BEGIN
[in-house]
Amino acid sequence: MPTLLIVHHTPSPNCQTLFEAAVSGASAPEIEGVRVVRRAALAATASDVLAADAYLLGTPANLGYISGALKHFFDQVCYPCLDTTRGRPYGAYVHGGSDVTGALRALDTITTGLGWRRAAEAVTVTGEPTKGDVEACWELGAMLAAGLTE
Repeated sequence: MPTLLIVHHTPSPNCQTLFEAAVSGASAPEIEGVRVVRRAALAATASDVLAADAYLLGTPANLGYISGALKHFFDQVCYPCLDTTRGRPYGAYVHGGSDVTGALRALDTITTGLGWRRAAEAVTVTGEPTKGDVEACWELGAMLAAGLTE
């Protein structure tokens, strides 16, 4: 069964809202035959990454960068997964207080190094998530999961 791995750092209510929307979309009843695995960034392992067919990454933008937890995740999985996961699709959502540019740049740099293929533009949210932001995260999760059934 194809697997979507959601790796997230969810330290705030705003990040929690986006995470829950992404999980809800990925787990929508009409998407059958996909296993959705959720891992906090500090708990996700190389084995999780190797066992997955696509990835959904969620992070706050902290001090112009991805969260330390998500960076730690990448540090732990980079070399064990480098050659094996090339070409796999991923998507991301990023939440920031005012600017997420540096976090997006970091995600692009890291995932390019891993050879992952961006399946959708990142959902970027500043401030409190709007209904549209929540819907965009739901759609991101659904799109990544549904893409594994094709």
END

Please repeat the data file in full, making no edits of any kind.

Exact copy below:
[in-house]
Amino acid sequence: MPTLLIVHHTPSPNCQTLFEAAVSGASAPEIEGVRVVRRAALAATASDVLAADAYLLGTPANLGYISGALKHFFDQVCYPCLDTTRGRPYGAYVHGGSDVTGALRALDTITTGLGWRRAAEAVTVTGEPTKGDVEACWELGAMLAAGLTE
Repeated sequence: MPTLLIVHHTPSPNCQTLFEAAVSGASAPEIEGVRVVRRAALAATASDVLAADAYLLGTPANLGYISGALKHFFDQVCYPCLDTTRGRPYGAYVHGGSDVTGALRALDTITTGLGWRRAAEAVTVTGEPTKGDVEACWELGAMLAAGLTE
């Protein structure tokens, strides 16, 4: 069964809202035959990454960068997964207080190094998530999961 791995750092209510929307979309009843695995960034392992067919990454933008937890995740999985996961699709959502540019740049740099293929533009949210932001995260999760059934 194809697997979507959601790796997230969810330290705030705003990040929690986006995470829950992404999980809800990925787990929508009409998407059958996909296993959705959720891992906090500090708990996700190389084995999780190797066992997955696509990835959904969620992070706050902290001090112009991805969260330390998500960076730690990448540090732990980079070399064990480098050659094996090339070409796999991923998507991301990023939440920031005012600017997420540096976090997006970091995600692009890291995932390019891993050879992952961006399946959708990142959902970027500043401030409190709007209904549209929540819907965009739901759609991101659904799109990544549904893409594994094709």